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The Last Letter

October 7, 2010



Sylvia Plath’s work is notorious for the recurring themes of contemplation, self-reflection, and, as noted in ‘A Disturbance in Mirrors’ (a review of Plath’s work) glass, reflections, and mirrors. Altogether a resounding paradigm of the world surrounding her constantly returns to dark roots, with brief glimpses at brighter, sweeter descriptions of the surrounding atmosphere before returning to the consistent notes of struggling, darkness and conflict in one’s self.

Along with any biographical information widely known among poetry buffs, the first detail brought to both thought and expressed verbally is the fact of Sylvia Plath’s suicide when she was hardly 30 years old. Sylvia struggled with depression for most of her short life, and rumors have flown about that she had had bipolar disorder; although, her personality was often described as being ‘cheerful’, ‘optimistic’ and altogether happy. Many photographs of Plath are actually of her smiling, and several of her with Ted Hughes show Sylvia looking up at him with beaming admiration.

Her husband, whom she met while visiting Cambridge in 1954, is actually the topic of this post.

Ted Hughes never directly referred to Sylvia’s suicide in his works, or mentioned their rather complex relationship except hints in his last poetic work, ‘Birthday Letters’. The months, and even years following Sylvia’s death were days of silence for Ted Hughes, at least in regards to the public. He refrained from any debate regarding why Sylvia killed herself, and has never publically spoken of it to anyone…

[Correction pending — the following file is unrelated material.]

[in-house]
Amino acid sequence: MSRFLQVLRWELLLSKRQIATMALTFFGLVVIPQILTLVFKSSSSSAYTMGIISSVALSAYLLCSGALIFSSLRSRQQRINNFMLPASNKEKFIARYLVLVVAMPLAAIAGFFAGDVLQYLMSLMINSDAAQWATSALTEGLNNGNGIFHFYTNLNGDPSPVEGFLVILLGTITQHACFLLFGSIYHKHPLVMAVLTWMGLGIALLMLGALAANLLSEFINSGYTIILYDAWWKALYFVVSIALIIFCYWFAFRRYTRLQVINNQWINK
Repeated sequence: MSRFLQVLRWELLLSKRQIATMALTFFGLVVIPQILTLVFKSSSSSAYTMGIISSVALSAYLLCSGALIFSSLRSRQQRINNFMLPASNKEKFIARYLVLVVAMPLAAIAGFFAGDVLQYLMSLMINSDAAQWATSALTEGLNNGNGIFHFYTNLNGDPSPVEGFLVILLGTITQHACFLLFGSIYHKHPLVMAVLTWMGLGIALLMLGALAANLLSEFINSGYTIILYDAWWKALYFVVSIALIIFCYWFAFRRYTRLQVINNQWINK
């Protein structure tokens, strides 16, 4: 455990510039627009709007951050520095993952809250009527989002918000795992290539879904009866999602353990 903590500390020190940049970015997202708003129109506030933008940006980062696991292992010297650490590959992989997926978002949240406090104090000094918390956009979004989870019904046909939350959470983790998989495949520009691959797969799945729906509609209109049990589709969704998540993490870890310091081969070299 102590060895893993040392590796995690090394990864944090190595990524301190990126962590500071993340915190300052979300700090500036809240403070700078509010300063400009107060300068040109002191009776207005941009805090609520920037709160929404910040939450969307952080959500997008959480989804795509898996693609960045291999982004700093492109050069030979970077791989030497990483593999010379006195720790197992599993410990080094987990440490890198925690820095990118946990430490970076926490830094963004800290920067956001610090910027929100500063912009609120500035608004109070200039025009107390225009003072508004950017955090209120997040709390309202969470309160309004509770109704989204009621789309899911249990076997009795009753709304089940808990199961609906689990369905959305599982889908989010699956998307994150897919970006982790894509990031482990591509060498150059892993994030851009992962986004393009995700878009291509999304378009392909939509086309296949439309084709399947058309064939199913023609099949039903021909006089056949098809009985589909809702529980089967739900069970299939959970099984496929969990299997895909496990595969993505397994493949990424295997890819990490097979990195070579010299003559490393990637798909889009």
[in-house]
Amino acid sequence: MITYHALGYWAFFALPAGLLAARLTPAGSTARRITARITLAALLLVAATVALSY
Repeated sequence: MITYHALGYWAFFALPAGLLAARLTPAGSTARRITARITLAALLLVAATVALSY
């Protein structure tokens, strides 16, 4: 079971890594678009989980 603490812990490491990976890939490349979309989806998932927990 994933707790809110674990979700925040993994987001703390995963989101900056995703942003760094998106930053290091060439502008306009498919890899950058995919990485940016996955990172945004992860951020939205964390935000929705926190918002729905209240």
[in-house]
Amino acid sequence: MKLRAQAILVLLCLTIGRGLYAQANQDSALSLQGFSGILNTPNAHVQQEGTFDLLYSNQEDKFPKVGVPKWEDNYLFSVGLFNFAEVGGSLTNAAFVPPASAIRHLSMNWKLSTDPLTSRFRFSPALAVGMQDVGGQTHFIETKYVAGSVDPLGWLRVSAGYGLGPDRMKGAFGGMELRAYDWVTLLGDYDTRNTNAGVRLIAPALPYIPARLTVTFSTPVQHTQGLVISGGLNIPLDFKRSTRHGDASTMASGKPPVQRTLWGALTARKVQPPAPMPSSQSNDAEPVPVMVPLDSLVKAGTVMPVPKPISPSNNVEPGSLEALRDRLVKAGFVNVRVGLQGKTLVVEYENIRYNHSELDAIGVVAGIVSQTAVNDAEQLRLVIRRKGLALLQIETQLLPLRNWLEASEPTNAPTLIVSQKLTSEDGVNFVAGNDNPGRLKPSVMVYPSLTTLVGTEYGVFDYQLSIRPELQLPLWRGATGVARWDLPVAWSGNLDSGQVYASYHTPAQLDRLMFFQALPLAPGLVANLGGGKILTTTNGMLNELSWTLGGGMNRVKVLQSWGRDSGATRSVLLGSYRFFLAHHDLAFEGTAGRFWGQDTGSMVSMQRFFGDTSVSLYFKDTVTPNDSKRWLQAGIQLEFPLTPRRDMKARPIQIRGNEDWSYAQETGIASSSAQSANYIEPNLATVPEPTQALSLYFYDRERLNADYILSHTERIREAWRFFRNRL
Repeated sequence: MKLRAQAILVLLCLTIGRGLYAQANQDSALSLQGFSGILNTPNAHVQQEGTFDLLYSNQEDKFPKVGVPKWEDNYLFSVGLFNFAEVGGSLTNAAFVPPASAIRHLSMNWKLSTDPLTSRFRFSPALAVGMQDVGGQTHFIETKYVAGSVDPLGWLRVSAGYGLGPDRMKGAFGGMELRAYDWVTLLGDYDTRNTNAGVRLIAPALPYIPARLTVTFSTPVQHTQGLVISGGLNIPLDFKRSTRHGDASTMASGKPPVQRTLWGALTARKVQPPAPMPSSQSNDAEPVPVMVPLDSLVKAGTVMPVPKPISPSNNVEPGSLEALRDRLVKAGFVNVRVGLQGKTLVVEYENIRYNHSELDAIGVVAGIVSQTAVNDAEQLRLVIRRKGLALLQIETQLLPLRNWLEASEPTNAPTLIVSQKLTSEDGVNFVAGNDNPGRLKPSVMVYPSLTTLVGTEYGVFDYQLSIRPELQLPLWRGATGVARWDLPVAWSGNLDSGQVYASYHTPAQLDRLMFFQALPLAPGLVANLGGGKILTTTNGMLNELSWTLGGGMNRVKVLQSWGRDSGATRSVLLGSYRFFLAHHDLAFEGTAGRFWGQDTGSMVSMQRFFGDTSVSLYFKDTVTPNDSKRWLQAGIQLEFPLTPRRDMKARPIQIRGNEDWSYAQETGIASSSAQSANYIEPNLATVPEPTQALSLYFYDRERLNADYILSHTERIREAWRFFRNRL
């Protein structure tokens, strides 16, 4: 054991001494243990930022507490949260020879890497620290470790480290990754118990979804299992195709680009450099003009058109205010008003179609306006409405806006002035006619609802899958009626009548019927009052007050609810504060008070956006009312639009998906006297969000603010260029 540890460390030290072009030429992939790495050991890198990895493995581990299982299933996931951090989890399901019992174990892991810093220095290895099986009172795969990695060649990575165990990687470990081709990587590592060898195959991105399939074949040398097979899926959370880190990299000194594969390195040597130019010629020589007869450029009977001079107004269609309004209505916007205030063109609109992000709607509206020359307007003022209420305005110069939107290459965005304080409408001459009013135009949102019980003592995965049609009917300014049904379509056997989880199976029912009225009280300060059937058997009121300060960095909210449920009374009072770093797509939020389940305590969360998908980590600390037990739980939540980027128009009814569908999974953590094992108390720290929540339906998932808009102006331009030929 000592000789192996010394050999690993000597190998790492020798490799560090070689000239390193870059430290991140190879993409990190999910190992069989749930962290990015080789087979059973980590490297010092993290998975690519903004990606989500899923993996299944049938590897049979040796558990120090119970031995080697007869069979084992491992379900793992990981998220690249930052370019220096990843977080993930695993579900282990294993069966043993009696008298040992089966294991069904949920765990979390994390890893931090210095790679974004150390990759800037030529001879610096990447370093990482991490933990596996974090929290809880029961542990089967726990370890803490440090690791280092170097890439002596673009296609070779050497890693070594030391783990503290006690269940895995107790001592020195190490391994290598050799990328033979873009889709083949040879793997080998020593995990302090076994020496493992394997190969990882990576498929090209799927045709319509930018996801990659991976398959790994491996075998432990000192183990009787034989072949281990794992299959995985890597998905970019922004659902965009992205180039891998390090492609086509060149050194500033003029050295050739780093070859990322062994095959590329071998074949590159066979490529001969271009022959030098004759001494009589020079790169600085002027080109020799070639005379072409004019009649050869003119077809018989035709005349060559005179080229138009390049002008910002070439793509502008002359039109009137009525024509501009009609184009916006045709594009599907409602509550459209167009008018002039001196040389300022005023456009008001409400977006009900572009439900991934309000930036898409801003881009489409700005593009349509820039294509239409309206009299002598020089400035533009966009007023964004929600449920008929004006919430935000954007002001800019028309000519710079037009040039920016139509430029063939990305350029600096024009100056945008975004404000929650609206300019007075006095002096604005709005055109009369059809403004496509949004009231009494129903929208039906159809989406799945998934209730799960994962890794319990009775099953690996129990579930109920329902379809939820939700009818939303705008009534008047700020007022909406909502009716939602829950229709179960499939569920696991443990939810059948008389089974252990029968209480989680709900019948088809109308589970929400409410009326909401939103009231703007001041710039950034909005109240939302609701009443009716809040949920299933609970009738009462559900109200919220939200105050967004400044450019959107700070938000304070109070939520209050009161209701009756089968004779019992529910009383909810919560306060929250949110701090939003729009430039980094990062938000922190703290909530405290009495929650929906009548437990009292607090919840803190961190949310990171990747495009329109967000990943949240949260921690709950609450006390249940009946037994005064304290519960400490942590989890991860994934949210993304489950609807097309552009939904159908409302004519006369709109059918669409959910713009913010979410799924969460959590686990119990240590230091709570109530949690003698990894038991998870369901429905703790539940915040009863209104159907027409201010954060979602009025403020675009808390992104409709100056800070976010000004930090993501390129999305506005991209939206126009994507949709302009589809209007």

But a poem has arisen from the ashes of the burning questions, the contemplations, the simplest musings. The poem that was never intended to be published or seen by any other eyes, entitled “The Last Letter”,  finally explains what Hughes felt when he heard of his estranged wife’s death. The first and only work where Hughes directly addresses Sylvia’s death:

What did happen that Sunday night? Your last night? Or what I remember of it.

Double exposed to my last sight of you. Burning your farewell letter to me, as if you had not meant it.

Yet with that strange smile, as if you had meant something different.

 Had it reached me sooner than you planned? Had you thought out a plan? If it had reached me Saturday morning- by then you would have vanished from me.

Behind those simple loving words on your farewell note… What happened that night, inside your thoughts? 

 It is unknown, as though it never happened.

What accumulation of your whole life, like effort unconscious, like birth.  Pushing through each slow second to the next, happened as only it could not happen…

And I had started to write when the telephone jerked awake, in jabbering alarm, remembering everything. It recovered in my hand. Then a voice like a selected weapon/ or a measured injection/ carefully delivered it’s four words deep into my ear. “Your wife is dead.”

–“The Last Letter”- Ted Hughes

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